A nationwide effort called Critical Mass began hosting monthly bike rides around Springfield, Ill., in 2008. The intention for the rides is to promote awareness of bicyclists using city streets to get around, instead of just recreational bike trails.
Dark clouds worried Magdalena Casper-Shipp on a recent Monday morning. It wasn’t because she didn’t want her street to flood in Springfield, Ill., but because she rides her Gary Fisher Wingra bicycle to work. And to friends' homes. And to pick up dinner.
Casper-Shipp, 25, is part of a community in Springfield that chooses to use bicycles as a primary mode of transportation.
"It is the most sustainable method of transportation there is. I feel that, as someone who tries to live other parts of my life in a sustainable, environmentally friendly manner, it is only fitting that I try to go by bicycle as much as possible," she said.
The Chicago native moved to Springfield in 2008 to be closer to her fiance, now husband, who teaches at Lincoln Land Community College.
Accustom to the bike-friendly atmosphere of the Windy City, Casper-Shipp joined the group, which was organized to foster a similar cohabitation in central Illinois.
Critical Mass, a nationwide effort spawned in 1992 in San Francisco, began hosting monthly bike rides around the city in 2008. The intention for the Springfield chapter's rides is to promote awareness of bicyclists using city streets to get around, instead of just recreational bike trails.
"(The rides are) to try and show that bicyclists do want to ride in the street and not feel threatened by cars," Casper-Shipp said. "(We're) trying to be a little bit more visible as a mode of transportation rather than a recreational sport."
This year, turnout has been inconsistent. Five bicyclists showed up in April, but that number rose to 20 in May.
The group meets at 5:30 p.m. on the last Friday of each month at the same location for a ride that snakes through the major thoroughfares in downtown Springfield.
Nationwide, Critical Mass rides have been designed to disrupt traffic and are perceived as a bit menacing, with hundreds or thousands of bicyclists halting car traffic in big cities like Chicago and San Francisco.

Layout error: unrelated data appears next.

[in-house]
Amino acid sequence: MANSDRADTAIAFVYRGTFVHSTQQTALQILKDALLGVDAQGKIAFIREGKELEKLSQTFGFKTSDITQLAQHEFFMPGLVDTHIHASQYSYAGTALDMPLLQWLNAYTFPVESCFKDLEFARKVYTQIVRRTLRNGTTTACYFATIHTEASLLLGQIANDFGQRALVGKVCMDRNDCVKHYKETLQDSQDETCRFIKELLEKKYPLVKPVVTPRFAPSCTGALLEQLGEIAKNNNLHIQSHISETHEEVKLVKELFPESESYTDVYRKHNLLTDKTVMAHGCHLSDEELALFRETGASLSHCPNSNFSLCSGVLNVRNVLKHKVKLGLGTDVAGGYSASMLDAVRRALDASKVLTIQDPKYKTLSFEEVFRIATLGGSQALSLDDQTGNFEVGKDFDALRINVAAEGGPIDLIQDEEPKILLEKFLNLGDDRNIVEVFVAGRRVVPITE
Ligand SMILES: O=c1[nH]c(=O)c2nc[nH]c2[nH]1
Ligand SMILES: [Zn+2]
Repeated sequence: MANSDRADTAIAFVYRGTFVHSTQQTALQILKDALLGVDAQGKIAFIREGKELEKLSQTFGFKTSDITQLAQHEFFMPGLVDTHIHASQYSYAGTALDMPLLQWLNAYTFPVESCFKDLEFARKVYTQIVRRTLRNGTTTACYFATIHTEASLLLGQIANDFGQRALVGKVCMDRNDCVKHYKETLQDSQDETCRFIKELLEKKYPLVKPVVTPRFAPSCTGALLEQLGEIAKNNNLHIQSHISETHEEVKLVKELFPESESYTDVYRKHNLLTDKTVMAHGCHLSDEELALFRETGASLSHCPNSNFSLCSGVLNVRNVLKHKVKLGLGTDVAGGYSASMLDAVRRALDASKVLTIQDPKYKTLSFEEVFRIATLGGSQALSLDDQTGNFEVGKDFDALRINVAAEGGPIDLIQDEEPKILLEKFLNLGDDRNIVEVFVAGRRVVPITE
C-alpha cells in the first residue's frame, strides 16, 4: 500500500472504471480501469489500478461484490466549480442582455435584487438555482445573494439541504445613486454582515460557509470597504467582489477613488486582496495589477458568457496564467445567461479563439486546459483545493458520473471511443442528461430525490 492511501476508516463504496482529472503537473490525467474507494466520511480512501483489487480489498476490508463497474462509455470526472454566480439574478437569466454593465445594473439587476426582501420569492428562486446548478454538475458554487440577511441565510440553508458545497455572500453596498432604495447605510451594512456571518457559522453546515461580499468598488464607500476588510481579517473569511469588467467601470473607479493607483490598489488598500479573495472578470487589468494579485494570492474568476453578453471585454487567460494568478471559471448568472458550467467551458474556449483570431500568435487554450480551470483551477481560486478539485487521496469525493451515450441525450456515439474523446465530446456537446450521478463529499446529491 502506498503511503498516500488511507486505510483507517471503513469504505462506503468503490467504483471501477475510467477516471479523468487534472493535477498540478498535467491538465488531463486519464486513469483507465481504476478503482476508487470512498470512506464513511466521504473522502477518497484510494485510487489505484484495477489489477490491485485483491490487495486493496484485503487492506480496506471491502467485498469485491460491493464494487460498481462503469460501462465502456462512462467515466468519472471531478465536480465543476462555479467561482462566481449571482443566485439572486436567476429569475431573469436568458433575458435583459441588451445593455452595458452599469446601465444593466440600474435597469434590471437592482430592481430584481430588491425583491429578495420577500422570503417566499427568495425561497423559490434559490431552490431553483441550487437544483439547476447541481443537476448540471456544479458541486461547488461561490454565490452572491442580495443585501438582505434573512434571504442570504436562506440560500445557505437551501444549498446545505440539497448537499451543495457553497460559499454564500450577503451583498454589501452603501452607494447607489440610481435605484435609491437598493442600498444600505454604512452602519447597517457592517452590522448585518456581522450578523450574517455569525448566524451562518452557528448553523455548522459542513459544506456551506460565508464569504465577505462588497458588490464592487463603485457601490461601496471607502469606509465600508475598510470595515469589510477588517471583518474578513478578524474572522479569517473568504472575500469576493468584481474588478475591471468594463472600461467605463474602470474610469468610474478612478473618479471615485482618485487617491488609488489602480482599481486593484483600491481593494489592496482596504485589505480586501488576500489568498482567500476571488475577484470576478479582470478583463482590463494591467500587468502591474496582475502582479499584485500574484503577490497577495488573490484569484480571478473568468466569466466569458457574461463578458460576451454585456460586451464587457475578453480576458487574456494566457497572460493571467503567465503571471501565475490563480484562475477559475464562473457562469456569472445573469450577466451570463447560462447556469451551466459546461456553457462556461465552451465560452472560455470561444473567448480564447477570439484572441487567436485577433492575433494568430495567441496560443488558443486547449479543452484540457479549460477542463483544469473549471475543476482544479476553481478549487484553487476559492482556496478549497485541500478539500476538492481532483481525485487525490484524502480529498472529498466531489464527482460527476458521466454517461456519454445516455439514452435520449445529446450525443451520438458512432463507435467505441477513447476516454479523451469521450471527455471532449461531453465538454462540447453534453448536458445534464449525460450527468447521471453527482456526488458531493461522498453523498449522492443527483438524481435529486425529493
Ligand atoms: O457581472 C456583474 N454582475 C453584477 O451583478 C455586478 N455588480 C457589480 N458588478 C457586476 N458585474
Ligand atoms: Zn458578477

"In Springfield, the group's focus has definitely been on the promotion minus the disruption, while I think there have been car drivers who thought what we were doing was disrupting traffic," said Wes King, the group's current organizer –– if the participants were to name officers. "I have definitely disrupted traffic before, but that is the natural effect of a group of cyclists asserting their legitimate right to ride bikes on public roads in a legal fashion following the rules of the road.
"If we had bike lanes in areas of town where people actually ride bikes to get places ... it might not be as much of a disruption. But when you have 10 bikes riding as a group following the rules of the road, which allows cyclists to ride two abreast, you become somewhat of a natural disruption."
Page 2 of 2 - The group does not require helmets, or anything, really –– just a bike.
"But we try to keep pace of the slowest rider; no one should be left behind," Casper-Shipp said.
She said she would like to see bike lanes on local roads, but she acknowledges there's little room for them.
Former Springfield Mayor Tim Davlin established a bicycle advisory committee in 2009 to address those concerns. Since then, there are still few bike lanes on major city streets, but new bike trails have been created to connect the west side of Springfield.
City spokesman Ernie Slottag said the planning and zoning commission is developing recommended bike routes through the city so it will be easier for people to bike without battling traffic.
King also said he would like it to be easier to bike in Springfield.
"I think if the city encouraged and made it easier to bike as a mode of transportation with bike lanes that go places people need to get to, encouraged new development to be more compact and biking and walking friendly, and if drivers on Springfield streets were more respectful of bikers, there would be biking more," he said.
"I know some of the people who have come to (Critical Mass' rides) do so because it takes away from the intimidation factor that comes with riding on city streets."
Molly Beck can be reached at 217-788-1526.